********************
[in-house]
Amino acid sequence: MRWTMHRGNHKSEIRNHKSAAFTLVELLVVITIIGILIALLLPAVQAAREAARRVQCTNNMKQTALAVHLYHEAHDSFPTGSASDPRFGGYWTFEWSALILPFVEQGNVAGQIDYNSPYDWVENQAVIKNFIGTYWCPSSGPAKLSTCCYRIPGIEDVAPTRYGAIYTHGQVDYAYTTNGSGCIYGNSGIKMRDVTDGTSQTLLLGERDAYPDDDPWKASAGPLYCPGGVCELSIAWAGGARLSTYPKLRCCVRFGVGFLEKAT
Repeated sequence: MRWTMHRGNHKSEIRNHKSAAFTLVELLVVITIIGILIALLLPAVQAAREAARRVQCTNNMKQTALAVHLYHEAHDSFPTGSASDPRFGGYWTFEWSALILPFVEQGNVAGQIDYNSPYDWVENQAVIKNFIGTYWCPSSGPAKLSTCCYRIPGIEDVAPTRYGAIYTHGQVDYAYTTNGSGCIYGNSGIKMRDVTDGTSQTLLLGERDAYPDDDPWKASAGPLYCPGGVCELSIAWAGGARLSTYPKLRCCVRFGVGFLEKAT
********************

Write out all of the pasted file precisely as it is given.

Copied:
[in-house]
Amino acid sequence: MRWTMHRGNHKSEIRNHKSAAFTLVELLVVITIIGILIALLLPAVQAAREAARRVQCTNNMKQTALAVHLYHEAHDSFPTGSASDPRFGGYWTFEWSALILPFVEQGNVAGQIDYNSPYDWVENQAVIKNFIGTYWCPSSGPAKLSTCCYRIPGIEDVAPTRYGAIYTHGQVDYAYTTNGSGCIYGNSGIKMRDVTDGTSQTLLLGERDAYPDDDPWKASAGPLYCPGGVCELSIAWAGGARLSTYPKLRCCVRFGVGFLEKAT
Repeated sequence: MRWTMHRGNHKSEIRNHKSAAFTLVELLVVITIIGILIALLLPAVQAAREAARRVQCTNNMKQTALAVHLYHEAHDSFPTGSASDPRFGGYWTFEWSALILPFVEQGNVAGQIDYNSPYDWVENQAVIKNFIGTYWCPSSGPAKLSTCCYRIPGIEDVAPTRYGAIYTHGQVDYAYTTNGSGCIYGNSGIKMRDVTDGTSQTLLLGERDAYPDDDPWKASAGPLYCPGGVCELSIAWAGGARLSTYPKLRCCVRFGVGFLEKAT